I know sometimes I can get a little carried away. I am not trying to be discouraging to you. Keep asking your questions. They're actually very good questions for a beginning student! :smile:
  7. Jan 11, 2008 #6


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    about the particle never being found in certain places: that is actually much easier to comprehend when you think of the wave-picture. Remember the double-slit experiment: there are bands of darkness where the particles never hit the screen. Thought of as a wave, this follows from the usual interference. Thought of as a particle, it boggles the mind!

    Even though this is not the same as Yong's double-slit experiment, the concept is identical - thought of as a wave, the particle in the SHO undergoes destructive interference at certain points.

    This is why Feynman used to say that the double-slit experiment is the single greatest experiment ever - it has all the concepts of QM built into it!
  8. Jan 11, 2008 #7
    well, thanks that's a relief but i wanna be sure that i get what you're saying...
    So the simple pendulum experiment that is in the lab actually works by the laws of classical physics and there's no need for QM there?

    If that's true then why do you think i took the simple pendulum experiment in the lab? i know it has something to do with Simple harmonic motion and small oscillations..but i'm not sure

    Thank you for your patience, i really appreciate this because if someone like you didn't help than too bad because i don't think i would have got the answer...as i said my professor's discussion is a bit too advanced for me atleast.
  9. Jan 11, 2008 #8


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    correct. perhaps more technically correct: the QM effects all cancel each other out and the final result is Newton's laws of motion.

    What do you mean? The simple pendulum is an example of a simple harmonic oscillator - that is to say, the potential energy is quadratic in the displacement. Another example is a spring (Hooke's Law). These are real, physical systems. Of course, they are only APPROXIMATELY simple harmonic oscillators: both systems have higher powers of the displacement (high-swinging pendulum, non-ideal spring), but we are allowed to set these to zero as an approximation.

    I do not know of an EXACT quantum simple harmonic oscillator, but again, there are many systems that behave this way to a good approximation. One example is a diatomic molecule - to a first approximation, you can imagine that the two atoms are solid spheres connected together by a spring. This is VERY crude, but believe it or not, it does very well for a first approximation. Using more advanced methods ("perturbation theory") we can build on this approximation to do better and better. But this is more advanced.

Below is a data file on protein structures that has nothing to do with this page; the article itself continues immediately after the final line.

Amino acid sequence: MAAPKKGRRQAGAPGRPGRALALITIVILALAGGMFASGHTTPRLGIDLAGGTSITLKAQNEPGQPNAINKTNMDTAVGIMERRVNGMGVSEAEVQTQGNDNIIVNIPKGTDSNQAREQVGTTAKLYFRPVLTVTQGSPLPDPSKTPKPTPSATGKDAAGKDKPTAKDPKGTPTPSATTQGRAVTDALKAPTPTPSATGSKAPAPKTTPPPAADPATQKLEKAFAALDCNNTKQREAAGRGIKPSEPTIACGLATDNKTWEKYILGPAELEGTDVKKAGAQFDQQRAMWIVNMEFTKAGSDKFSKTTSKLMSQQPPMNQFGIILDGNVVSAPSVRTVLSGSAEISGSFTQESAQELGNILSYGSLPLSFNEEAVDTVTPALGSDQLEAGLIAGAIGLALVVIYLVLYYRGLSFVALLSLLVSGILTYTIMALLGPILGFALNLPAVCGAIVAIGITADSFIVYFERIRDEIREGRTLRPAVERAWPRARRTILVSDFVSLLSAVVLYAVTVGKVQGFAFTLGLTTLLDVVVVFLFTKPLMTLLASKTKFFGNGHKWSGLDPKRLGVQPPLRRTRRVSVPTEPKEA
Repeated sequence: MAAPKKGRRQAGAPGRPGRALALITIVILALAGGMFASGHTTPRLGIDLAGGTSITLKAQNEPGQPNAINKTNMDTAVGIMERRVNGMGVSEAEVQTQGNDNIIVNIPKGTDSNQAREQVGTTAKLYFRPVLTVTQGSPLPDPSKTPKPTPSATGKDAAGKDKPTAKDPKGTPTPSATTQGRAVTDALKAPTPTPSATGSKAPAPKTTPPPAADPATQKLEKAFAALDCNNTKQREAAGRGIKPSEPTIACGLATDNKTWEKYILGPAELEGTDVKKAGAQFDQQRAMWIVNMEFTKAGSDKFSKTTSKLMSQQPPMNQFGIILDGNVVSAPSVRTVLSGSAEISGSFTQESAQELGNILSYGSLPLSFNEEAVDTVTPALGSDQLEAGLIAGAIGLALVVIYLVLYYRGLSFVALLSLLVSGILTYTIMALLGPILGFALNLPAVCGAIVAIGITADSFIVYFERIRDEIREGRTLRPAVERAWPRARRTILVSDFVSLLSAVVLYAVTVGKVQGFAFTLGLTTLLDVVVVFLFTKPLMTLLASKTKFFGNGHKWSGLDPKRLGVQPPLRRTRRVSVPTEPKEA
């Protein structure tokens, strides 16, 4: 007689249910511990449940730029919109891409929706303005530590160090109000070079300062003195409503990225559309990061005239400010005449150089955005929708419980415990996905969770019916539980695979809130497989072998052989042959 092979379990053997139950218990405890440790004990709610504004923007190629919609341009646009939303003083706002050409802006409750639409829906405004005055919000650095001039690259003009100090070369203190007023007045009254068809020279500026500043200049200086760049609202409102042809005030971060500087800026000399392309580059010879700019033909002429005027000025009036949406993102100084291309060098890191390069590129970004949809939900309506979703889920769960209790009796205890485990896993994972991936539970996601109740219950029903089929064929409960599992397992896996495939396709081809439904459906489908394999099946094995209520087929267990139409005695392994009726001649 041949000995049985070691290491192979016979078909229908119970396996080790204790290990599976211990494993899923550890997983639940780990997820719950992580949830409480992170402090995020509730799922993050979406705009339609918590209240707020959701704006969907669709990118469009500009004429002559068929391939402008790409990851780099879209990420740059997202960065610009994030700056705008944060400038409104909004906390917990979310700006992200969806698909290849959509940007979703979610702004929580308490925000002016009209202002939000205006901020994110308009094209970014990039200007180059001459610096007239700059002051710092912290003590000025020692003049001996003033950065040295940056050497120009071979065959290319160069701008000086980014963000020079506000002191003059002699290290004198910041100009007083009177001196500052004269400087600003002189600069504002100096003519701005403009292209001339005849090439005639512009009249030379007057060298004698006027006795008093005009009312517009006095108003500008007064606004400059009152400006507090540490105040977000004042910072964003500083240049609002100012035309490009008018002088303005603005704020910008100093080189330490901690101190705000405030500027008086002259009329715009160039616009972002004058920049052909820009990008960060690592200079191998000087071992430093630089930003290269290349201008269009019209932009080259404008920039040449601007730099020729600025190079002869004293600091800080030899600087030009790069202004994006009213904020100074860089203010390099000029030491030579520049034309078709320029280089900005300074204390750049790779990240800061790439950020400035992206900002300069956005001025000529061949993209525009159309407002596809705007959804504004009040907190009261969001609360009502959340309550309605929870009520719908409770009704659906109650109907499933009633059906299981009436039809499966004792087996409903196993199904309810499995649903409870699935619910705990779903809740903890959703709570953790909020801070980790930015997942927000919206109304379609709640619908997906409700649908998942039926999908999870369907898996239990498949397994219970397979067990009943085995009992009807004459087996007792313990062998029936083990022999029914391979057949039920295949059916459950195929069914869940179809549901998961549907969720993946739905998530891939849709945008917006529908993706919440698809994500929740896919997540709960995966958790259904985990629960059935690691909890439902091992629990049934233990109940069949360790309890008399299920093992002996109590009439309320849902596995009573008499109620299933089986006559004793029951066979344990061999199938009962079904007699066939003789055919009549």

Hope that helps!
  10. Jan 11, 2008 #9

    Ben Niehoff

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    About the Quantum Harmonic Oscillator, to get solutions where the pendulum "travels" from one end to the other, you need to superpose a few energy eigenstates. Here's a neat little applet that explains it nicely:


    As you see, the particle in the QHO can indeed travel back and forth in sinusoidal motion, and occupy every location between the boundaries of the potential well.
    Last edited: Jan 11, 2008
  11. Jan 13, 2008 #10
    Thanks alot for blechman and Ben niehoff, you really helped me alot...i was under the wrong impression that i should compare classical and quantum model of the simple pendulum hence the weird questions but many thanks to you guys.
  12. Jan 14, 2008 #11


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    I feel a little silly not thinking of coherent states - good thinking, Ben! These are the classical oscillators in the quantum world - the state's "quantum numbers" are the expectation values of the position and momentum of the oscillator, so that's as good as you can get. But the explicit energy states do not have a simple classical analog.

    Glad to hear this was helpful.
  13. Jan 14, 2008 #12


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    I would rather say that the particle's probability distribution travels back and forth in sinusoidal motion. Whether the particle itself travels back and forth in sinusoidal motion is a different question, which QM doesn't give an answer for.
  14. Jan 14, 2008 #13

    Ben Niehoff

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    Sorry, I was conflating terms, using the word "particle" to mean "localized wave packet".